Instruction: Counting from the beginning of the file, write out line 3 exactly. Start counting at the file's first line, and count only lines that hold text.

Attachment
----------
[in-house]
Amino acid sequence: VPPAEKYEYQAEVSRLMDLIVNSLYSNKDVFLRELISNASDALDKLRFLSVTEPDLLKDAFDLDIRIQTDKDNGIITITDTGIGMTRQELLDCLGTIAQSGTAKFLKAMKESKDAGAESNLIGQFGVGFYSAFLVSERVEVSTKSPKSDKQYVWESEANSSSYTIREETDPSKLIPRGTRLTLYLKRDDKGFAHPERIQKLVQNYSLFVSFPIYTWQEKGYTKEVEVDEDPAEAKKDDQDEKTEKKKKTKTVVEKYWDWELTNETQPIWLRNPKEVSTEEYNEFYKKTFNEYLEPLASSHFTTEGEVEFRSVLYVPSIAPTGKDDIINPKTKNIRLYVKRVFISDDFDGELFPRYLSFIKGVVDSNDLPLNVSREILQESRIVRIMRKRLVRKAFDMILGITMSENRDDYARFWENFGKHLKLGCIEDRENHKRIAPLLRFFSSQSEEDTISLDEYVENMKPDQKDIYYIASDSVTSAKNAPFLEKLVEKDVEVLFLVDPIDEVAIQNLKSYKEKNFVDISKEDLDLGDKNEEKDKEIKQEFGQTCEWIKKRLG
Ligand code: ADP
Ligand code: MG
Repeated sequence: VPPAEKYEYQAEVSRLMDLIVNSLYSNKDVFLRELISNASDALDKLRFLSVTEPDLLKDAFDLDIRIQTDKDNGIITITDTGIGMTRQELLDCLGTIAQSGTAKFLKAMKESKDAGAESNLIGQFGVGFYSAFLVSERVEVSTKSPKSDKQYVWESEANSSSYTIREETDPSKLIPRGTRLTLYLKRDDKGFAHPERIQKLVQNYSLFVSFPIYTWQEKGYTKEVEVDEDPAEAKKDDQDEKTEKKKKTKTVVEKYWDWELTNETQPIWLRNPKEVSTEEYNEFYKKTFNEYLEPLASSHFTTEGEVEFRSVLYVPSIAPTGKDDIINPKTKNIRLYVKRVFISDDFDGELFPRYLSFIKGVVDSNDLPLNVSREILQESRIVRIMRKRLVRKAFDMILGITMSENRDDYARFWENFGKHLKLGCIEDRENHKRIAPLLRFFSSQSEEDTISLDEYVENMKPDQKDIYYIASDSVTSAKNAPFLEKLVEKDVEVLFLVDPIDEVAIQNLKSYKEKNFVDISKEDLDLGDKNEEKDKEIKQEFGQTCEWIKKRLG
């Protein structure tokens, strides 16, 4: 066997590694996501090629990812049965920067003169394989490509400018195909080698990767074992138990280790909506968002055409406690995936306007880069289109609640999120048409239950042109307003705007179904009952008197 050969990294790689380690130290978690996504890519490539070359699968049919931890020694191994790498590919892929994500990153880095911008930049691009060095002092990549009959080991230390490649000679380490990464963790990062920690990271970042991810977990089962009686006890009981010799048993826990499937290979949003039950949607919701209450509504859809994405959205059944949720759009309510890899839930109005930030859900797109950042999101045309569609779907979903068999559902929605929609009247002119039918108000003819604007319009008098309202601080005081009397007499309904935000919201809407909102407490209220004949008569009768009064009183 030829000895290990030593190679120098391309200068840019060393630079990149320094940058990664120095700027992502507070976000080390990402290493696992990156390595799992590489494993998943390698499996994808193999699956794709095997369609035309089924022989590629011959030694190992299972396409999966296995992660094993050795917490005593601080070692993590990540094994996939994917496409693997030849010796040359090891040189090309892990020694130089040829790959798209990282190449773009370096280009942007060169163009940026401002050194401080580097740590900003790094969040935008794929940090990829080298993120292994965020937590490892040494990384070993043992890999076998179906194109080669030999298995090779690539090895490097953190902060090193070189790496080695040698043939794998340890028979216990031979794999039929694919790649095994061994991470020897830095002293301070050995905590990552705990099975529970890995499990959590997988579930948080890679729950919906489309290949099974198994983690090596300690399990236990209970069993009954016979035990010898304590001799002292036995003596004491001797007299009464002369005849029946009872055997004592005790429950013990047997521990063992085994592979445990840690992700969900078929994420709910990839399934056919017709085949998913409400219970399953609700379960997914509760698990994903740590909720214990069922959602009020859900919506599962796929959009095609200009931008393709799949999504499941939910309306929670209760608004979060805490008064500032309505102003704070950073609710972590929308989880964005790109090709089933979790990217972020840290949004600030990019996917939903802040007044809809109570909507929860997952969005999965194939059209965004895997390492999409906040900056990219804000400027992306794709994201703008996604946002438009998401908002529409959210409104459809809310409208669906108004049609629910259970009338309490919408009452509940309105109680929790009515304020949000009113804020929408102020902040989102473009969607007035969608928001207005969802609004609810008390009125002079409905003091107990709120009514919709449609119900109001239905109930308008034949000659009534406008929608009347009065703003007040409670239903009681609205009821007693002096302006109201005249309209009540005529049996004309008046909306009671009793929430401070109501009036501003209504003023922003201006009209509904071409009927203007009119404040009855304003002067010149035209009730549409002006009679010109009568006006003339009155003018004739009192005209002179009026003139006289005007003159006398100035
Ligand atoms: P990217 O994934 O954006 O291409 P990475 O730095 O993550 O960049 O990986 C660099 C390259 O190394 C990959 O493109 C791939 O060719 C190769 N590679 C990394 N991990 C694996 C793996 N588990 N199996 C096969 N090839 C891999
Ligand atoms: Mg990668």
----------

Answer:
Ligand code: ADP